Somalia: Symbolism of American Diplomatic Recognition


Somalia: Symbolism of American Diplomatic Recognition

Hillary Clinton

January 17, 2013 was a memorable day for Somalia. It was the day the United States abandoned its misguided policy towards Somalia and formally recognized the central government after 22 years. Going forward, two challenges that need to be addressed are the mobilization of an international aid package and within Somalia the overcoming of internal divisions based on clan loyalty, past injustices, collective mistakes, and fear of the future and a tendency for Somalis to look out for political self-interest. Somalia should be grateful for the decision of the Obama administration not only to liberate Somalia from Al Shabaab and lead an effort to combat piracy in the Gulf of Aden.

This historical move must be a vindication for Michael Zorick, a former US State Department Political Officer for Somalia, who was removed in 2006 from his position after he dissented from the Bush administration’s counter-terrorism policy towards Somalia and late congressman Donald Payne who challenged Ethiopia’s involvement in Somalia. The announcement is also a triumph for Professor Michael A. Weinstein of Purdue University who has consistently argued for the best interests Somalia, and for John Prendergast who wrote in 2006, “Our failure in Somalia.”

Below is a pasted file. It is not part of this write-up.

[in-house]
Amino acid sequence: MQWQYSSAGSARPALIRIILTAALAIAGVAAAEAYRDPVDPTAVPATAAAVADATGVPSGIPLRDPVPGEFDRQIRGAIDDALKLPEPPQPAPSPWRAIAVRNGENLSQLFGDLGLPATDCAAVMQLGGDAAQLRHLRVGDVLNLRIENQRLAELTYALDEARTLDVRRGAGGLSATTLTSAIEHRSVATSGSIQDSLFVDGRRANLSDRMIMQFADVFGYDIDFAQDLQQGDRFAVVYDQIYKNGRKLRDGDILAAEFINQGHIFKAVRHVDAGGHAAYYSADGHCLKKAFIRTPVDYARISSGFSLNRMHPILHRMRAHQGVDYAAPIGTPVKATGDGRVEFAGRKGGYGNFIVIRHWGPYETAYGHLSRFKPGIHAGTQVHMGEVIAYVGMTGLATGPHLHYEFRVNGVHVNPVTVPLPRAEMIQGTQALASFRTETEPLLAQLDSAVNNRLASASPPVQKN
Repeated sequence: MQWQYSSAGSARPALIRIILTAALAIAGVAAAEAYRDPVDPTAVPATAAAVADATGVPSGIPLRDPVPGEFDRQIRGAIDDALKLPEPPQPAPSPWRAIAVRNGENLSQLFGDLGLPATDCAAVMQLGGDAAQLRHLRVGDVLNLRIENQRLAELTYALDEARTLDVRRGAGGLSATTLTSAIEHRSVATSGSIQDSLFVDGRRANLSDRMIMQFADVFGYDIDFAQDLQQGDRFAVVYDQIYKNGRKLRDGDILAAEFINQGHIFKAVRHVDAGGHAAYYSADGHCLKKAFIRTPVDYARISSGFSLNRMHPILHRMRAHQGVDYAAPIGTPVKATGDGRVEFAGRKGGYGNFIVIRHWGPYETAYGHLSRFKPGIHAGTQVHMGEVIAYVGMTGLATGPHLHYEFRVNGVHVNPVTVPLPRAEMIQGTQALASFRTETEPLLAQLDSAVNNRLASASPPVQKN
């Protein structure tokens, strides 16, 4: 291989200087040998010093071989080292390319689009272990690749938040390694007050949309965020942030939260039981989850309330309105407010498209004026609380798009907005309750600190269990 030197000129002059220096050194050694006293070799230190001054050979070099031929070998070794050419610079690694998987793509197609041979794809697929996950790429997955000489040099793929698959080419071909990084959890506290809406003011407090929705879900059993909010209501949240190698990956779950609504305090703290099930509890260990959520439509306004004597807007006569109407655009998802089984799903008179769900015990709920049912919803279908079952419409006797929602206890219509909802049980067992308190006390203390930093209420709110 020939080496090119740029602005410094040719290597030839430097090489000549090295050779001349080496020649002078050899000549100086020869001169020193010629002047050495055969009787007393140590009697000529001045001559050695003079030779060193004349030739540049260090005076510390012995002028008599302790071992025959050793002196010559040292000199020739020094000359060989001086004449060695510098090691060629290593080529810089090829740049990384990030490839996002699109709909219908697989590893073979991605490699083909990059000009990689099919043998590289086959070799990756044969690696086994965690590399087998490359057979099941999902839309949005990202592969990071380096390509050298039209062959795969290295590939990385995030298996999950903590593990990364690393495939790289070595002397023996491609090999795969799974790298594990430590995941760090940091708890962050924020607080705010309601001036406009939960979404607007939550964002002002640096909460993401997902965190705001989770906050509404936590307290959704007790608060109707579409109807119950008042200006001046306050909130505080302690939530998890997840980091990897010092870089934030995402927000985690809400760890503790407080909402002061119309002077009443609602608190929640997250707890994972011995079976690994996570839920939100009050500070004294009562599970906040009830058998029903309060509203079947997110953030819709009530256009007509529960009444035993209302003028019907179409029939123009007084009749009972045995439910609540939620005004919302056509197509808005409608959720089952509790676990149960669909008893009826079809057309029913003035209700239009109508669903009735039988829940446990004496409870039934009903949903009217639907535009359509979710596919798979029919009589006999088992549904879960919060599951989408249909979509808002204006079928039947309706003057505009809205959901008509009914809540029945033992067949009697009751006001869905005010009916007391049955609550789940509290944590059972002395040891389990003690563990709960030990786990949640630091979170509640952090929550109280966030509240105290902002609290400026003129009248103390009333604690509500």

Indeed, many were disappointed, skeptical and even critical of a U.S. foreign policy solely focused on the war on terror and foreign intervention without commitment to the restoration of the Somali state. Now, with its diplomatic recognition, the United States government has joined forces for the peacebuilding and statebuilding of Somalia through the New Deal Framework in opposition to the forces for trusteeship, mediated models of governance, clan based building blocks or fragmented community governance. In response to a question from Falastin Ahmed Iman of VOA on the now abandoned controversial dual track policy, Secretary of State Clinton said categorically, “But our position now is the work that we did to help establish a transitional government, to support to fight against Al Shabab, to provide humanitarian assistance, now is moving into a new era, as the president said. I believe that our job now is to listen to the government and people of Somalia, who are now in position to tell us, as well as to other partners around the world, what their plans are, how they hope to achieve them.”